It actually will be Obama who decides whether to end US government oversight of the internet
Letters flying in IANA transition showdown
The crunch: money money money money
All of those points and counter-points amount to nought, however, against what Congress is likely to do in order to halt the transition.
The Congressional push is to include language in a "continuing resolution" that funds the US government's functioning that specifically prohibits the Department of Commerce from spending any funds on the IANA transition.
Congress has passed resolutions doing exactly this three times, but it has not prevented the transition from moving forward because the DoC has effectively argued that ICANN, and not it, has been running the process. The transition would require the DoC to act, however, and so the constraints would be in force.
In what may prove to be the critical piece, the GAO has produced a document that appears to argue that the US government can move forward with the transition even if Congress acts to block the use of funds.
The GAO letter [PDF] is extremely legally dense and spends most the time arguing that if Congress did approve a similar financial constraint this month, it would apply to the DoC. However, it then notes:
As we noted, the 2016 Appropriation enacted a two-year appropriation, available in both fiscal years 2016 and 2017. In this regard, under section 539(b), if amounts appropriated under the 2016 Appropriation are unobligated at the end of fiscal year 2016 and, thus, remain available for obligation in fiscal year 2017, these funds are not subject to the prohibition of section 539(a). Because these amounts have already been appropriated in the 2016 Appropriation, they are available independent of a fiscal year 2017 continuing resolution unless Congress, in the continuing resolution, were to act to override section 539(b).
It concludes: "Thus, absent any legislation to the contrary, in fiscal year 2017, NTIA [National Telecommunications and Information Administration] could use unobligated balances appropriated by the 2016 Appropriation to relinquish these responsibilities."
Fiscal Year 2017, of course, starts on October 1, 2016. But it's not at all clear whether the GAO is saying the NTIA can use any money it has left in its budget (which we can safely assume it will find) to approve the transition unless Congress passes legislation otherwise.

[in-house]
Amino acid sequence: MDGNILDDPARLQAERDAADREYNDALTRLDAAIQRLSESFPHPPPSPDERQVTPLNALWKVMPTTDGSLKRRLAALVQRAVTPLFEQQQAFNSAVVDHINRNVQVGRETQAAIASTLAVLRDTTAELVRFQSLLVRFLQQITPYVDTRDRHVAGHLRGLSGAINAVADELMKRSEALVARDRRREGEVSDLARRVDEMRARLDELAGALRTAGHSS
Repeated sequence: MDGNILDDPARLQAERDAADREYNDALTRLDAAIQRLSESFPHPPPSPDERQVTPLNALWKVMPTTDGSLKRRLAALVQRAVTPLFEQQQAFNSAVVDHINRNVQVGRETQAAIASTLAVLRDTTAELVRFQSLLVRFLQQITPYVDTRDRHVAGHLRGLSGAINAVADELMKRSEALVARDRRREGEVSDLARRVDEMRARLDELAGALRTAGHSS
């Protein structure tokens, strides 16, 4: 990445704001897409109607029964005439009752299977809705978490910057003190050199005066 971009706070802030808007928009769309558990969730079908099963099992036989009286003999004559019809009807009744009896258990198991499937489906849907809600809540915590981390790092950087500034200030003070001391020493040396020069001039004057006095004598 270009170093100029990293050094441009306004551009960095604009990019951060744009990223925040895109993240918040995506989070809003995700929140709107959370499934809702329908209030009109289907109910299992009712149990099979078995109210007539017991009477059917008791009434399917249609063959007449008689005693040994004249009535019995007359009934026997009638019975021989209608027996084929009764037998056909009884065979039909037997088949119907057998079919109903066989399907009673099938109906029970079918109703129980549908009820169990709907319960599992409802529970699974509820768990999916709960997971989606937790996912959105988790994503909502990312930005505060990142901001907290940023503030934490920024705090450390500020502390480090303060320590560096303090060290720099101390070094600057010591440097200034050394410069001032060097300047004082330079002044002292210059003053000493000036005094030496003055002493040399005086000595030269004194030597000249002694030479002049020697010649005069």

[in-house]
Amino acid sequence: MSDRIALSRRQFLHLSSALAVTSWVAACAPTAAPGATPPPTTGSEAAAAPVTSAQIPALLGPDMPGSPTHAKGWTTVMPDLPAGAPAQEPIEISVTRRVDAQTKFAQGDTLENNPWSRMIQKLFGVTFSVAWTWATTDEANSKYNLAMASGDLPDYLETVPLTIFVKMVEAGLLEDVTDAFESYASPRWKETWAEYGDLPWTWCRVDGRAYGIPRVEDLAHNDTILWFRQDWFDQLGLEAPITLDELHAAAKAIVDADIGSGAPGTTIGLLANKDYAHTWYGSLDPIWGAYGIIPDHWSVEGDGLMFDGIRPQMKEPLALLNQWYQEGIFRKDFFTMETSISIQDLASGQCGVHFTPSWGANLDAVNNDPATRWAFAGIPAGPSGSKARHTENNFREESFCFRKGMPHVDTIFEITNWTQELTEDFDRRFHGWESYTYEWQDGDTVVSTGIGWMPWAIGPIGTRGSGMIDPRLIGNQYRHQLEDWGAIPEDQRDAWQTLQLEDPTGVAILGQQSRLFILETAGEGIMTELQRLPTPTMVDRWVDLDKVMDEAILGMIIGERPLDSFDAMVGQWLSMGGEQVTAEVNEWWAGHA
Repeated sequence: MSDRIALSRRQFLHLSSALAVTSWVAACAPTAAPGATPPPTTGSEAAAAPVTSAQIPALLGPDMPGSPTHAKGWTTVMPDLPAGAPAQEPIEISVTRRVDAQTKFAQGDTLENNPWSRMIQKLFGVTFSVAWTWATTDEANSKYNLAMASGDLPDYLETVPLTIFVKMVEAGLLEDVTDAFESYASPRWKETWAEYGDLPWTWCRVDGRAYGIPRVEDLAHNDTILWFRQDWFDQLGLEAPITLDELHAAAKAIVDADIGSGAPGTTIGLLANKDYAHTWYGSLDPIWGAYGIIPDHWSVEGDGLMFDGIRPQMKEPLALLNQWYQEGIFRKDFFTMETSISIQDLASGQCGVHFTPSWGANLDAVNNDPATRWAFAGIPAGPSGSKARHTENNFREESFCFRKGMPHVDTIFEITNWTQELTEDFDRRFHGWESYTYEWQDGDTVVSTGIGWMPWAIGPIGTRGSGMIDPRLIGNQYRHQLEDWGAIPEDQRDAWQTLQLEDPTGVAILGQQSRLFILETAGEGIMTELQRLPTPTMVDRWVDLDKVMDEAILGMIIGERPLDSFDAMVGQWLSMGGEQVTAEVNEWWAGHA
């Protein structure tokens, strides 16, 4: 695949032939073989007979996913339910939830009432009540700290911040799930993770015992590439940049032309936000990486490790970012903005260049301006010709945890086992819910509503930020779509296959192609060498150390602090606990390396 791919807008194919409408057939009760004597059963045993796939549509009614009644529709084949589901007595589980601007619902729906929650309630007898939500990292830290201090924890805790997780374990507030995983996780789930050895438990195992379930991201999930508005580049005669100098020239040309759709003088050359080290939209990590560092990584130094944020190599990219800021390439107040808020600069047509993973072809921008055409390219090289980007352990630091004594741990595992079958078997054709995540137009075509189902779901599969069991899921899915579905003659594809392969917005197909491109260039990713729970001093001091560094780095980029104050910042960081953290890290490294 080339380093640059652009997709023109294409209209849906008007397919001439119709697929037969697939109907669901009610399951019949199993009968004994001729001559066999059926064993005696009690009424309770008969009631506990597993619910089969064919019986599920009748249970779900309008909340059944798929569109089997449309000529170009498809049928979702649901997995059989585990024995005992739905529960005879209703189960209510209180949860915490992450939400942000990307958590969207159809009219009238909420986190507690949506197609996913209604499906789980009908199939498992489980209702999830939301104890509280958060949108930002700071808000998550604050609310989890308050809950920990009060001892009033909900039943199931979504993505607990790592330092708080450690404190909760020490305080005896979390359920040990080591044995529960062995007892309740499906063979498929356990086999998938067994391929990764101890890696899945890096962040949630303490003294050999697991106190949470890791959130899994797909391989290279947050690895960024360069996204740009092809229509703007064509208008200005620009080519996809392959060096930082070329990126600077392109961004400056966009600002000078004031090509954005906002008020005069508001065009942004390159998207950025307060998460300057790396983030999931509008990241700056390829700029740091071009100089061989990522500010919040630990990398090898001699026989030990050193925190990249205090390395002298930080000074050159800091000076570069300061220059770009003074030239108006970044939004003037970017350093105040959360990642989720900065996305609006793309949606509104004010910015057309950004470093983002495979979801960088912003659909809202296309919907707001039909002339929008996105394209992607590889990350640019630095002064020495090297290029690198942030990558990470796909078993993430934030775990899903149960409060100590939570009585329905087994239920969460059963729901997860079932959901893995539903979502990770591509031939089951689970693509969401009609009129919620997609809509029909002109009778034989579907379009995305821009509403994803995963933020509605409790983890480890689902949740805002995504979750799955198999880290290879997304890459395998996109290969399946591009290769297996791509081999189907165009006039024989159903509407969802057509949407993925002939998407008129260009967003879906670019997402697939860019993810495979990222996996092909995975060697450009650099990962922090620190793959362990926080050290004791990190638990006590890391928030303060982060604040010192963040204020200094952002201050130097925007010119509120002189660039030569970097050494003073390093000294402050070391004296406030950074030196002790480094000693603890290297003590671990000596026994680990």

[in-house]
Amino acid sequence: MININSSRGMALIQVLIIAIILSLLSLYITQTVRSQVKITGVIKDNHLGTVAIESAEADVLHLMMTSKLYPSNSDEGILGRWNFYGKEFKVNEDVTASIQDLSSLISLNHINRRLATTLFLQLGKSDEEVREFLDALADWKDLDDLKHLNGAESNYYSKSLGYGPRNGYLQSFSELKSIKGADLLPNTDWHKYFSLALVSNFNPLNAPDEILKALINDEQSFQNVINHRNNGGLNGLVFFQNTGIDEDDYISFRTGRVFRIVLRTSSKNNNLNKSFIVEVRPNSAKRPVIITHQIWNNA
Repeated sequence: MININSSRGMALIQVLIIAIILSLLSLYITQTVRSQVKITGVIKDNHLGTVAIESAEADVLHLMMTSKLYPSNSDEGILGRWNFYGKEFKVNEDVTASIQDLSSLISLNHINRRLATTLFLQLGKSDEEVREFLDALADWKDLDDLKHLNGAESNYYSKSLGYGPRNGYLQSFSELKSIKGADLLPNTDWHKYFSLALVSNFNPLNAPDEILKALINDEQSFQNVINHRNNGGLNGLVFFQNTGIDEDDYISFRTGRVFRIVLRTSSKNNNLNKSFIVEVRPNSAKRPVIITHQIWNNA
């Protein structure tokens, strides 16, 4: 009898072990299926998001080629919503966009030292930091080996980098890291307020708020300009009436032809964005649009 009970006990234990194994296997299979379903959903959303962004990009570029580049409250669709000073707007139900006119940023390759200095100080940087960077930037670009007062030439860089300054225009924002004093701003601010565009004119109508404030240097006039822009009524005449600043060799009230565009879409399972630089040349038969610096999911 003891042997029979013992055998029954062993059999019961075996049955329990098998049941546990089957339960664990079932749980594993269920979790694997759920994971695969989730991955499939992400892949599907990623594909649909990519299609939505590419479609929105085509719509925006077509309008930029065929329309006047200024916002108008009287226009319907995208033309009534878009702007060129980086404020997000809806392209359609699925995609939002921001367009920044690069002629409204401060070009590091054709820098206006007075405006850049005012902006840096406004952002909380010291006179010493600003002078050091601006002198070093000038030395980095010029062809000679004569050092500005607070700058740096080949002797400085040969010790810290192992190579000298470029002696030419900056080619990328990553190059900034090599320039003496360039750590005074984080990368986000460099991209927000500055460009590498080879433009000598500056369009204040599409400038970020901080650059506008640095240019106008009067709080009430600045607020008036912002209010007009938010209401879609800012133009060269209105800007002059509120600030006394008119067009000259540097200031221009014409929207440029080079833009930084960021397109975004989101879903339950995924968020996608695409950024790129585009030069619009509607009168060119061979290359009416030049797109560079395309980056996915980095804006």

And does that mean legislation as in an actual law, or would new language within a continuing resolution be sufficient to stop the NTIA from using leftover funds?
No one we have spoken to seems clear on the point. We have left a message with the GAO asking for clarity.
One thing is for sure: it will all come to a head in Washington on Wednesday at Ted Cruz's hearing.
Assistant commerce secretary Larry Strickling will be attending, as will ICANN's CEO and a number of others both for and against the transition. Ted Cruz will undoubtedly use the enormous spotlight to harangue those who want the transition to move ahead – the question is whether he is able to tip the balance in favor of extending the contract and so stop the transition.
Ultimately the decision will be made in the West Wing later that day or early the next morning, when President Obama will have to make the call whether to push ahead despite likely Congressional action – and risk making the internet a political football for the foreseeable future – or whether to take the safer approach and simply have the DoC extend its contract for a year, leaving the matter to whoever takes over the office from him.
It's a high-stakes decision. And one that could impact the internet for generations. ®